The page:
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13 Of The Smallest Spiders In The World

Belonging to the family Symphytognathidae, the smallest spiders in the world measure less than 0.5 mm in length. Imagine how tiny that spider bite will be!

These minute creatures represent just a fraction of the diverse world of spiders, which accounts for over 50,000 unique species across 132 families. With ongoing discoveries, this number continues to grow, further expanding our understanding of this fascinating arachnid group.

Spider sizes range dramatically, from the massive Goliath birdeater to the tiny Patu digua, which measures a mere 0.37 mm in body length. Other minuscule spiders include members of the Mysmenidae family, measuring between 0.75 mm to 3 mm in leg span, and certain jumping spiders (Salticinae) which can be as small as 1.4 mm, like the neon spider.

Symphytognathidae

1. Patu digua

Patu digua climbing up rocks in Karnataka, India, Asia
Patu digua climbing up rocks in Karnataka, India, Asia. – Source
  • Family: Symphytognathidae
  • Binomial Nomenclature: Patu digua
  • Size: 0.37 mm (0.015 in)
  • Geographic Range: Río Digua, Columbia

The smallest spider on record is Patu digua. Of course, in the future, it is possible that an even smaller spider will be discovered.

The smallest Patu digua on record are male specimens in Río Digua, Columbia. These males have an adult body length of 0.37 mm. This is smaller than the head of a pin.

2. Anapistula ataecina

  • Family: Symphytognathidae
  • Binomial Nomenclature: Anapistula ataecina
  • Size: 0.43 mm (0.017 inches)
  • Geographic Range: Frade cave system, Portugal

Anapistula ataecina are the smallest female spiders in the world. The smallest female spider on record was found in the Frade cave system in Portugal.

Perhaps, the males of these species are even smaller. Unfortunately, males are yet to be discovered. This tiny female has an adult body length of 0.43 mm or 0.018 inches. Anapistula ataecina is small enough to fit on the head of a pin.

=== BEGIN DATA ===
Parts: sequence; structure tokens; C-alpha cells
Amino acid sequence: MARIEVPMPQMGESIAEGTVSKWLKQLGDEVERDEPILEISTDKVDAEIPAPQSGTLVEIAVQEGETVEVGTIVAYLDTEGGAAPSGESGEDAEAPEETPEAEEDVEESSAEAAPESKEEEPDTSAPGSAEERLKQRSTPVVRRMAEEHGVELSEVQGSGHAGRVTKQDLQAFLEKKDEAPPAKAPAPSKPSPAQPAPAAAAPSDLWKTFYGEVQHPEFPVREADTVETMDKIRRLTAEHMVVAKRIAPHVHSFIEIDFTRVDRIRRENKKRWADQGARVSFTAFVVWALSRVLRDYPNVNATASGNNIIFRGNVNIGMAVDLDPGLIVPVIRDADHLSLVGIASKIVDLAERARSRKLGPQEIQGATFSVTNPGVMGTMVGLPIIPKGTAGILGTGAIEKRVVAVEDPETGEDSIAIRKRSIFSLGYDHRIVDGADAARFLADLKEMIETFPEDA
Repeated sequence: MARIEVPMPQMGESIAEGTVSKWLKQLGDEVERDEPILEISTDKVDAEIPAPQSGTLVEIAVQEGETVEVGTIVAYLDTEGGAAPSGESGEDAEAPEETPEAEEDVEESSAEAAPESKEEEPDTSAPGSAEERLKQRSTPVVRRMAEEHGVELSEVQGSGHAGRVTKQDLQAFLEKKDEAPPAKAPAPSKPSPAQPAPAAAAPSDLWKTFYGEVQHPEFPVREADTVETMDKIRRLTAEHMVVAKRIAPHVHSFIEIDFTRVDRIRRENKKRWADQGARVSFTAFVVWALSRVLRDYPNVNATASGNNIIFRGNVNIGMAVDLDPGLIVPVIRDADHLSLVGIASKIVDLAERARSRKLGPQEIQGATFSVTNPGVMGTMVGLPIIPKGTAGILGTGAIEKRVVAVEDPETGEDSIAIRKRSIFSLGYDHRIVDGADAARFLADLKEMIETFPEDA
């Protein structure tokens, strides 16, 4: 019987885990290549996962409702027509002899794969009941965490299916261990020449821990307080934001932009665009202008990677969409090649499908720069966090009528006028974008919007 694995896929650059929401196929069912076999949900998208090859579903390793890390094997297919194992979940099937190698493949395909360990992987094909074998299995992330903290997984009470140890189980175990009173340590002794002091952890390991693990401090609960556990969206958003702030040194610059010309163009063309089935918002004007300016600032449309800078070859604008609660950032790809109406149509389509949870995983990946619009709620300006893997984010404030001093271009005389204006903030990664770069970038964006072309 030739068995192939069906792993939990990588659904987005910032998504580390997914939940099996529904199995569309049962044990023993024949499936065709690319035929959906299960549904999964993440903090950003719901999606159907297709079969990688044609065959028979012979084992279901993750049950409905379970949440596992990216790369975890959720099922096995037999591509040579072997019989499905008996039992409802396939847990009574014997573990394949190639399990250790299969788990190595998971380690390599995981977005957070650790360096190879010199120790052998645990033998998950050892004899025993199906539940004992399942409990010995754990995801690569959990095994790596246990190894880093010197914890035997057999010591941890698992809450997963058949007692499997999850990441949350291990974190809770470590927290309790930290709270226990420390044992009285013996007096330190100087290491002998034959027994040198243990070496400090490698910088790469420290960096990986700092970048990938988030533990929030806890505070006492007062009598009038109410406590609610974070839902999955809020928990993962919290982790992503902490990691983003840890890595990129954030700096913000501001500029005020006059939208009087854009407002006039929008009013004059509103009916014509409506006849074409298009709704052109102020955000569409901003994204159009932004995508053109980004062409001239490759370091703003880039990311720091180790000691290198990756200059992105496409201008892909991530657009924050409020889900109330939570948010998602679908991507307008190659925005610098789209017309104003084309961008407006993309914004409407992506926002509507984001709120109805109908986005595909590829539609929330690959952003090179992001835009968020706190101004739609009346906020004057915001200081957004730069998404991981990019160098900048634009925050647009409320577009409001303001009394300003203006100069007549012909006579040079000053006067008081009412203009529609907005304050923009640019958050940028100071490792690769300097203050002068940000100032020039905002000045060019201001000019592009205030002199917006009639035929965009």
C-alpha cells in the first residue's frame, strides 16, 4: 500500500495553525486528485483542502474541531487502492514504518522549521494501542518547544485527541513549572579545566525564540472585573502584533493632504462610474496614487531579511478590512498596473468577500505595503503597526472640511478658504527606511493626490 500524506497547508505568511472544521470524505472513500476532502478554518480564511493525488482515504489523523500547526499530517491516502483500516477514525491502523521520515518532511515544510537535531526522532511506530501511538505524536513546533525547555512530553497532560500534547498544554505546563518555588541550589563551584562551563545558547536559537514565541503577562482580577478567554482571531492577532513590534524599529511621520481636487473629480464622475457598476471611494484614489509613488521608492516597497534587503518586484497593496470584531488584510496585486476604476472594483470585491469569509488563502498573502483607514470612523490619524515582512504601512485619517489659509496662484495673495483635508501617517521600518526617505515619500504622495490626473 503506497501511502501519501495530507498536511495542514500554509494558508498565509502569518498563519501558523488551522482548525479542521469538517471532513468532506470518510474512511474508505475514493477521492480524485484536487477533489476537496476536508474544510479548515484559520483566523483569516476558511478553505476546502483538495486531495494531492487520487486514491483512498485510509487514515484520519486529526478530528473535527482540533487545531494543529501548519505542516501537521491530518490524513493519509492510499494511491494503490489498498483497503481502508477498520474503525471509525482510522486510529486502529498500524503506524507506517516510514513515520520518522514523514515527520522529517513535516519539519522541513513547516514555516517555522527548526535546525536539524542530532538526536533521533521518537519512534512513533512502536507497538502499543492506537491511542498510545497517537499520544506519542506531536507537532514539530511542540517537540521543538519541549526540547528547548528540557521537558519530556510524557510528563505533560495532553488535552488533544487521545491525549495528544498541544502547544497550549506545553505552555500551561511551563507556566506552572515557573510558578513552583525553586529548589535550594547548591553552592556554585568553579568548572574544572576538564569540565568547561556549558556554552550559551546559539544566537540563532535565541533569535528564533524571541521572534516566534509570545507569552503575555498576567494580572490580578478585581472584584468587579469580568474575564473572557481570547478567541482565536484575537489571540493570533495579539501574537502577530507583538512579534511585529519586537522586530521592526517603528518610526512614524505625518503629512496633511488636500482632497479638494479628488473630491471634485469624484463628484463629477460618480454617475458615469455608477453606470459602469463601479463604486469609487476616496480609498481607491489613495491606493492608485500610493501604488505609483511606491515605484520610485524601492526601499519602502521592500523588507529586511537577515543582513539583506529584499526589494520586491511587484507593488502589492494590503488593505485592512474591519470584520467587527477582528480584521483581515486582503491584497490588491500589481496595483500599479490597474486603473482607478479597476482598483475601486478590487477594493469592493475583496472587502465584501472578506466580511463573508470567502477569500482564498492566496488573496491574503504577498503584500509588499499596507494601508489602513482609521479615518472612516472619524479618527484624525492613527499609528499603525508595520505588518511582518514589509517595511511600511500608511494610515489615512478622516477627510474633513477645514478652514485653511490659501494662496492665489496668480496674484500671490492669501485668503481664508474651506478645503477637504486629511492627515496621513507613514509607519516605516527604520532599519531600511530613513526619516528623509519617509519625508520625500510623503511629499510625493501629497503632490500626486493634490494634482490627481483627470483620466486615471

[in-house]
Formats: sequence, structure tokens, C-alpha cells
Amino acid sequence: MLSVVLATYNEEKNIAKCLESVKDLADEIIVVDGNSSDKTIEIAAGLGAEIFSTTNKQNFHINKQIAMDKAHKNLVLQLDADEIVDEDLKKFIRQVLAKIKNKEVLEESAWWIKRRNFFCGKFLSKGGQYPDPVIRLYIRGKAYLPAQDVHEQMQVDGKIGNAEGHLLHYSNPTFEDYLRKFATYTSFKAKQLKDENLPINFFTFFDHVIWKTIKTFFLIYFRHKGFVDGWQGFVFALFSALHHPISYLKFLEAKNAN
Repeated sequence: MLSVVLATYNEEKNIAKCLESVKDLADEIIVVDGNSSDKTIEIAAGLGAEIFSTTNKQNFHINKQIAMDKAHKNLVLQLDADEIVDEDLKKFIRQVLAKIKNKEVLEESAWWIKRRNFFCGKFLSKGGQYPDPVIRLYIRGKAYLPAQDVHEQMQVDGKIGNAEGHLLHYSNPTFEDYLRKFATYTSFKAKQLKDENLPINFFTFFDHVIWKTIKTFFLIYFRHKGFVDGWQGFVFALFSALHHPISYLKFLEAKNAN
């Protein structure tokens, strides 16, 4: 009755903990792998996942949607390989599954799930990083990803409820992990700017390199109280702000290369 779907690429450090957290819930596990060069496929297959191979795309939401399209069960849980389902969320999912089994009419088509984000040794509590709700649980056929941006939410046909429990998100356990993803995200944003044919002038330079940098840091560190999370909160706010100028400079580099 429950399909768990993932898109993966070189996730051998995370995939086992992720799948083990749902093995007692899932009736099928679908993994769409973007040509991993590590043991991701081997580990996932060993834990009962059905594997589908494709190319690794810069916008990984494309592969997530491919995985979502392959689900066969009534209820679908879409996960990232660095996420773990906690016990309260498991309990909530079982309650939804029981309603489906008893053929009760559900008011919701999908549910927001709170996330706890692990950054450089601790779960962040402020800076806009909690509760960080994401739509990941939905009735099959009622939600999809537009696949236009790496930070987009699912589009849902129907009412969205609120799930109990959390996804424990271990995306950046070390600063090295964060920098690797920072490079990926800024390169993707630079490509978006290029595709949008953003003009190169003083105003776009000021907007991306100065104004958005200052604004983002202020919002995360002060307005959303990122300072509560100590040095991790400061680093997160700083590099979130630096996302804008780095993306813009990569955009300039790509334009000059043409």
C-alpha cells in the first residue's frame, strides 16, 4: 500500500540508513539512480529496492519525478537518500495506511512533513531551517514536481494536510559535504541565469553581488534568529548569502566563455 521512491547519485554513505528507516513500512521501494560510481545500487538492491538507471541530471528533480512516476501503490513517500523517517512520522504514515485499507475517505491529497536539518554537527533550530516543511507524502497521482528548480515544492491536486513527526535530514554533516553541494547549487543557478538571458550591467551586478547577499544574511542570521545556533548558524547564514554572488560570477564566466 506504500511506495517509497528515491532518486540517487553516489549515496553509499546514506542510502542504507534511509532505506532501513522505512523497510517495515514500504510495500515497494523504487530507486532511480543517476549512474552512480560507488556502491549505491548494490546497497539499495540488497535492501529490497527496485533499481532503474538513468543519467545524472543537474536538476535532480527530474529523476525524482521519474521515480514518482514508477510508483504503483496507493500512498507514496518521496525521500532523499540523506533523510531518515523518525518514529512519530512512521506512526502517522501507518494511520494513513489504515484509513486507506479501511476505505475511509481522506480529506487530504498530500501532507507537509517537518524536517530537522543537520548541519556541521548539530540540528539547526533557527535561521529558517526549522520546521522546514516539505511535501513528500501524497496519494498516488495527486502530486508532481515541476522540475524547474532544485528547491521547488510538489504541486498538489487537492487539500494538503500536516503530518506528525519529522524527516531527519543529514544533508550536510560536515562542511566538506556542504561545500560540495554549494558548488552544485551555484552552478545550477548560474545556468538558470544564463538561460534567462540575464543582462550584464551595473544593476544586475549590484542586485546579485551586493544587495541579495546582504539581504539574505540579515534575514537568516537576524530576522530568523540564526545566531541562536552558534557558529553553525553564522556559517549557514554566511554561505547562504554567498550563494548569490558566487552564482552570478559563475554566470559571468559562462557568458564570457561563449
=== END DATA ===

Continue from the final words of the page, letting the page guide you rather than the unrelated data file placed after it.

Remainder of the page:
3. Samoan Moss Spider

Samoan Moss Spider (Patu marplesi) close-up on someone's fingertip taken by Insectomatic
Samoan Moss Spider (Patu marplesi) close-up on someone’s fingertip taken by Insectomatic.
  • Family: Symphytognathidae
  • Binomial Nomenclature: Patu marplesi
  • Size: 0.46 mm (0.018 in)
  • Geographic Range: Samoa

This is one of the smallest spiders in the world. It may even be considered the smallest spider in the world as males reach a length of just 0.46 mm.

The Samoan moss spider inhabits humid areas such as moss and is endemic to Samoa.

Family Mysmenidae

Size: 0.76 to 3 mm (0.03 to 0.12 in)

These spiders are orb-weaving spiders. They are tiny and little is known about them. These spiders inhabit humid environments such as caves and in leaf litter. They are among the smallest spiders in the world.

4. Mysmena wawuensis

Mysmena wawuensis up-close on a white background from Wikipedia
Mysmena wawuensis up-close on a white background from Wikipedia.
  • Family: Mysmenidae
  • Binomial Nomenclature: Mysmena wawuensis
  • Size: 0.75 mm / 0.03 in
  • Geographic Range: Sichuan province in China

This is an orb-weaving spider and one of the smallest spiders in the world. This spider grows to a length of just 0.75 mm.

Mysmena wawuensis derives its specific name from  Wawu Mountain National Forest Park. this is where it was first discovered.

Mysmena wawuensis is just 0.03 inches or 0.75 mm in length. This makes it one of the smallest spiders in the world. The opisthosoma of this spider is disproportionately big and spots yellow flecks.

The sternum of the Mysmena wawuensis is black and the cephalothorax is brown with dark outlines. Males have round carapaces and females have pear-shaped carapaces.

5. Trogloneta yuensis

Trogloneta yuensis on a white background on Wikipedia
Trogloneta yuensis on a white background on Wikipedia.
  • Family: Mysmenidae
  • Binomial Nomenclature: Trogloneta yuensis
  • Size: 1.01 mm
  • Geographic Range: Chongqing province of China

This is another tiny spider. It is among the smallest spiders in the world. Although it is bigger than Mysmena wawuensis, it is just about 1mm in length.

At this size, it is difficult to spot with the naked eye. Trogloneta yuensis just like Mysmena wawuensis has a disproportionally large spherical posterior body.